Naturally, I see this issue through the lens of Southern Nationalism, and I have explained on many occasions why I don’t believe that Christianity played much of a role in our racial decline.
– The American South was fervently racialist and Christian for three centuries.
– The Confederacy was fervently racialist and Christian. See Stonewall Jackson.
– The South became more religious after the War Between the States. The Redemption movement and the Lost Cause were heavily religious.
– The Jim Crow South was more religious than the North and the West. Southern ministers opposed the Civil Rights Movement in the 1960s.
– The Southern Baptist Convention didn’t embrace anti-racism until the early 1990s. It was the last major mainstream institution in the US to do so.
In the South at least, Christianity has always been positively correlated with racialism and conservatism. While the Southern churches have adapted to the anti-racism of the dominant American culture, they never spearheaded the shift in racial mores and resisted it through most of the 1970s and 1980s:
Mississippi – 53.4%
Alabama – 49.8%
Louisiana – 49.5%
Arkansas – 47.9%
Oklahoma – 47.4%
Tennessee – 45.5%
Texas – 44.8%
West Virginia – 44.6%
South Carolina – 44.6%
Georgia – 43.9%
Missouri – 43.5%
North Carolina – 43.2%
Kentucky – 42.7%
Virginia – 41.3%
Florida – 39.9%
Religiosity By State
Mississippi – 59% (very religious), 11% (non-religious)
Alabama – 56% (very religious), 16% (non-religious)
Louisiana – 54% (very religious), 16% (non-religious)
Arkansas – 54% (very religious), 19% (non-religious)
South Carolina – 54% (very religious), 18% (non-religious)
Tennessee – 52% (very religious), 18% (non-religious)
North Carolina – 50% (very religious), 21% (non-religious)
Georgia – 48% (very religious), 20% (non-religious)
Oklahoma – 48% (very religious), 23% (non-religious)
Texas – 47% (very religious), 22% (non-religious)
Kentucky – 47% (very religious), 24% (non-religious)
Missouri – 44% (very religious), 28% (non-religious)
West Virginia – 43% (very religious), 26% (non-religious)
Virginia – 42% (very religious), 27% (non-religious)
Florida – 39% (very religious), 31% (non-religious)
In the United States, Mississippi (59%) is the most religious state, whereas Vermont (23%) is the least religious state in the Union. Mississippi (53.4%) is also the most conservative state while Massachusetts (30.3%) is the most liberal state.
In the 2012 election, Barack Obama was only able to win the White vote in the Northeast and Northwest (and Iowa), which are least religious and most liberal regions in the United States. The CNN exit polls show that Obama won 70 percent of the non-religious vote. Mitt Romney won 69% of White Protestants and 59% of White Catholics, but Obama won 63% of non-religious Whites.
In Virginia, Mitt Romney won 72% of White Protestants and 65% of White Catholics. Obama won an incredible 76% of non-religious voters. In Ohio, Mitt Romney won 61% of White Protestants and 56% of White Catholics. Obama won 62% of non-religious Whites. In Florida, Mitt Romney won 72% of White Protestants and 62% of White Catholics. Obama won 61% of non-religious Whites.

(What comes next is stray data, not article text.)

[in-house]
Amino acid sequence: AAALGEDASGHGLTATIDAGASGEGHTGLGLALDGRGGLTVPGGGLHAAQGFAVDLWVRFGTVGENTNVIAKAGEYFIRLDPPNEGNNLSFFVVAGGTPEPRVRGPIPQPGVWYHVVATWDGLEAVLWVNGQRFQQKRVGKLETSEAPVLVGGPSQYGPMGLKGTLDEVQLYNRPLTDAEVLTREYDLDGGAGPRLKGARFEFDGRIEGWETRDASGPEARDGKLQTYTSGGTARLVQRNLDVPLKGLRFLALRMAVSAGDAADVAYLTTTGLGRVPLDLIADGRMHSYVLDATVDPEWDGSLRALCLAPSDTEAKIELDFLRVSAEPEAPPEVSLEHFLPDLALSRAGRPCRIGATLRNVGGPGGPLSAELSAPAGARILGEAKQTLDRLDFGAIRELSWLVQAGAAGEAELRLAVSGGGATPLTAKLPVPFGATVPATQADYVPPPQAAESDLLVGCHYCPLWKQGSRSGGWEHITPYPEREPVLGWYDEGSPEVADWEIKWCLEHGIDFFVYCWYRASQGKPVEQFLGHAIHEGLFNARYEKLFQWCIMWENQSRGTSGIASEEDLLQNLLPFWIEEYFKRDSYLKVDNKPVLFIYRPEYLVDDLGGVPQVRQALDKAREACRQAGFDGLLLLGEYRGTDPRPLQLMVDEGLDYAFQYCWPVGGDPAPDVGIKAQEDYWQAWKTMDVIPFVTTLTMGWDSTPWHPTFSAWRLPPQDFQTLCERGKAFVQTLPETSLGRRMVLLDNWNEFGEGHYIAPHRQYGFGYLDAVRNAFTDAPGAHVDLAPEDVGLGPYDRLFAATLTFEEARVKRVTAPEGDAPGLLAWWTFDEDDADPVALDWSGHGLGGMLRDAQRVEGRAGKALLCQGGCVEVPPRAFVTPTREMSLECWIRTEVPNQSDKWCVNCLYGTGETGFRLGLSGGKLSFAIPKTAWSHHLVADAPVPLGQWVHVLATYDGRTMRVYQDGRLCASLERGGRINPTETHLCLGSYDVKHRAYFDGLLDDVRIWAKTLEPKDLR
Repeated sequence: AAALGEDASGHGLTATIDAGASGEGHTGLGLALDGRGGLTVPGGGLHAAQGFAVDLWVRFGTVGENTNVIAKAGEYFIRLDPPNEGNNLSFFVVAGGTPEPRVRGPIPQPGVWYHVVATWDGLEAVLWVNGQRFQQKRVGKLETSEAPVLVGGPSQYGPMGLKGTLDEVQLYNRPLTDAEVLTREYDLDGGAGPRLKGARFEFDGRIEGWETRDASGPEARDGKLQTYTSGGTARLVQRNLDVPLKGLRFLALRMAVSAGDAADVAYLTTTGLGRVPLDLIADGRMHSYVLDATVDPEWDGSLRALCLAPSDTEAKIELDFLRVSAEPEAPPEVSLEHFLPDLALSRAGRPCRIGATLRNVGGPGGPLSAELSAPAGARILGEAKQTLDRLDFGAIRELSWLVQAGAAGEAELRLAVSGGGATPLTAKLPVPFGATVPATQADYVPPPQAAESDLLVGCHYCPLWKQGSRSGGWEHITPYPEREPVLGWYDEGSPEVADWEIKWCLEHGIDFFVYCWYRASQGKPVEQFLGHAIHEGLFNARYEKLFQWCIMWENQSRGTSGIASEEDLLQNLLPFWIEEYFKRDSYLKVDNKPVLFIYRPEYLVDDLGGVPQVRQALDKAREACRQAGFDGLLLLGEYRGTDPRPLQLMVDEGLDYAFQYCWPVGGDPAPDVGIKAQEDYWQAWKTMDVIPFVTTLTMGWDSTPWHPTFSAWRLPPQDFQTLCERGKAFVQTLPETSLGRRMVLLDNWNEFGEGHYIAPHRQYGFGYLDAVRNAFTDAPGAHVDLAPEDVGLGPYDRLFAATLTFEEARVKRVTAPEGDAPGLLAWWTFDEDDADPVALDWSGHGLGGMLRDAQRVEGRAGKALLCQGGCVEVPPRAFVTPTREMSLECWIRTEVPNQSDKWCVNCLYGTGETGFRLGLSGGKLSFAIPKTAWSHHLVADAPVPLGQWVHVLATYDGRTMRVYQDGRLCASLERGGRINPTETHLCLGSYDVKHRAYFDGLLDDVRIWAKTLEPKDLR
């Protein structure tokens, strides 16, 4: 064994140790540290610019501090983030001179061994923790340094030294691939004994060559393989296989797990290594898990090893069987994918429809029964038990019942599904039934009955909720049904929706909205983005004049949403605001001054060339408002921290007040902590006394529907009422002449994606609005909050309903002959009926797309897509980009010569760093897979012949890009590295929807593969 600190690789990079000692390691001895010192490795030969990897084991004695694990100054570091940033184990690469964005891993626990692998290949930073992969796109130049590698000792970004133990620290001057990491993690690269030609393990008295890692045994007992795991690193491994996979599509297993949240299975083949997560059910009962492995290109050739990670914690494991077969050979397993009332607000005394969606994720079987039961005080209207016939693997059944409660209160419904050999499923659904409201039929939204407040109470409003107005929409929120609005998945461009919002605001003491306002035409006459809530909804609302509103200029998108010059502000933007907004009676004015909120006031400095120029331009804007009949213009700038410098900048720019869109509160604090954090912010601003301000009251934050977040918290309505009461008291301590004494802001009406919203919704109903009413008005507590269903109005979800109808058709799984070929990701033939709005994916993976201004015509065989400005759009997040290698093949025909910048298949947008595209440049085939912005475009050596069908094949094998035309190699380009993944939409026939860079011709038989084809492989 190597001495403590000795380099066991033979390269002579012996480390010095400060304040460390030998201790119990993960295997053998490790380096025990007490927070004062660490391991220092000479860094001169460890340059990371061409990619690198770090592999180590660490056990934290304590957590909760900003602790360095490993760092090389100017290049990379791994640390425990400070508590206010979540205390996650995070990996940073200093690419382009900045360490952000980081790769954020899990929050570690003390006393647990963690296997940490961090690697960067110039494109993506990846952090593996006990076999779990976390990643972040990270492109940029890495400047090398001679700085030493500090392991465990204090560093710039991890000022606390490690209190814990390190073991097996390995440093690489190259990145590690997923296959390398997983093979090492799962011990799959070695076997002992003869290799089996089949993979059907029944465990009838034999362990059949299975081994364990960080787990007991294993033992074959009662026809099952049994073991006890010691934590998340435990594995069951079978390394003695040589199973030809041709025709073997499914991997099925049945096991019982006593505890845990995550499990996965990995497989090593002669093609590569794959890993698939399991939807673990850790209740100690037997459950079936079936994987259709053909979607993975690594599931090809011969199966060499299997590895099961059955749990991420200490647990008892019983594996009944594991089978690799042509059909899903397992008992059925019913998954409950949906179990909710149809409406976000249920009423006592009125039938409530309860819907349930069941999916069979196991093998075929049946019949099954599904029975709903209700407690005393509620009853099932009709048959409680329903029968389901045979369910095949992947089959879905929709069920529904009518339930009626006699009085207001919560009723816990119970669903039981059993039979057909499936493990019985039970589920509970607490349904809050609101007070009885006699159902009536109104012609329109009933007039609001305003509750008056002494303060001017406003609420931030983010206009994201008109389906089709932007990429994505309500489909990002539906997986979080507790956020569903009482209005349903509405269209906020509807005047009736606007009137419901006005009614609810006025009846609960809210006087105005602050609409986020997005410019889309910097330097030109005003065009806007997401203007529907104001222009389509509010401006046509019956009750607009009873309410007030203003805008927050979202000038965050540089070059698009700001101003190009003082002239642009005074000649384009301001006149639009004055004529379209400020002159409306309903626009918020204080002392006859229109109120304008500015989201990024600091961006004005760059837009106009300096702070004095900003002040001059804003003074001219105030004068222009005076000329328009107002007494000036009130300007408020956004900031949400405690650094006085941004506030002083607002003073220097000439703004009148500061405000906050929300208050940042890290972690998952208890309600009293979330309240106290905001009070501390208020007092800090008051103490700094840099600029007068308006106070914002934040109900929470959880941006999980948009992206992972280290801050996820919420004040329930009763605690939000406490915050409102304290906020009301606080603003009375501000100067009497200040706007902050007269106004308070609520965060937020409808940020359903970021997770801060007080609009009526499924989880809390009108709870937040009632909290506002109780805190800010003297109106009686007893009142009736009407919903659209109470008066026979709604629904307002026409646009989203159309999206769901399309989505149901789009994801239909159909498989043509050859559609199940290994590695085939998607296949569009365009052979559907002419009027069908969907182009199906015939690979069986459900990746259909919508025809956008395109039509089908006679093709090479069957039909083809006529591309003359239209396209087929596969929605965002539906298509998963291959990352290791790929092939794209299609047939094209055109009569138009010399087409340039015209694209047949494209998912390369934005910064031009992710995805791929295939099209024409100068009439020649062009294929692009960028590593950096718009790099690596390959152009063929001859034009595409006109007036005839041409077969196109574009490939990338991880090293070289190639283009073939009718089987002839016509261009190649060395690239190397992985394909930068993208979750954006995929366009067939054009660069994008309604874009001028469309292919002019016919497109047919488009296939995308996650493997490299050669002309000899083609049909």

In the North and South, non-religious Whites are invariably more liberal than religious Whites. They are solid Democratic voters. There are relatively more religious voters in the Deep South and non-religious voters in the Northeast and Northwest, which are more like Canada and Western Europe, which are even more liberal and less religious than the United States.
In the United States in 2013, Christianity has been reduced to a despised embattled subculture, and it has already been routed in much of Western Europe. The dominant secular culture in the United States – the news media, entertainment media, academia, the film industry, let’s not forget The Passion of the Christ – is firmly controlled by secular Jews and their anti-Christian White liberal allies.
When Pope Francis says that he refuses to judge homosexuals and that atheists who do good works are redeemed by Jesus or Pope Benedict XVI gives an address to the U.N. about human rights, these are only illustrations that Enlightenment liberalism has become the dominant culture of the West, and Christianity has become a subculture that is accommodating it.
We live in an era of dying churches when the Lutherans condemn Martin Luther for anti-Semitism and elect openly gay bishops and the Archbishop of Canterbury believes that England needs Sharia law and the Southern Baptist Convention is condemning racism, electing its first black president, and considering dropping the “Southern” part from its own name.
Christianity is on the wane in the modern West. By almost any standard of measure, its decline hasn’t worked to our advantage.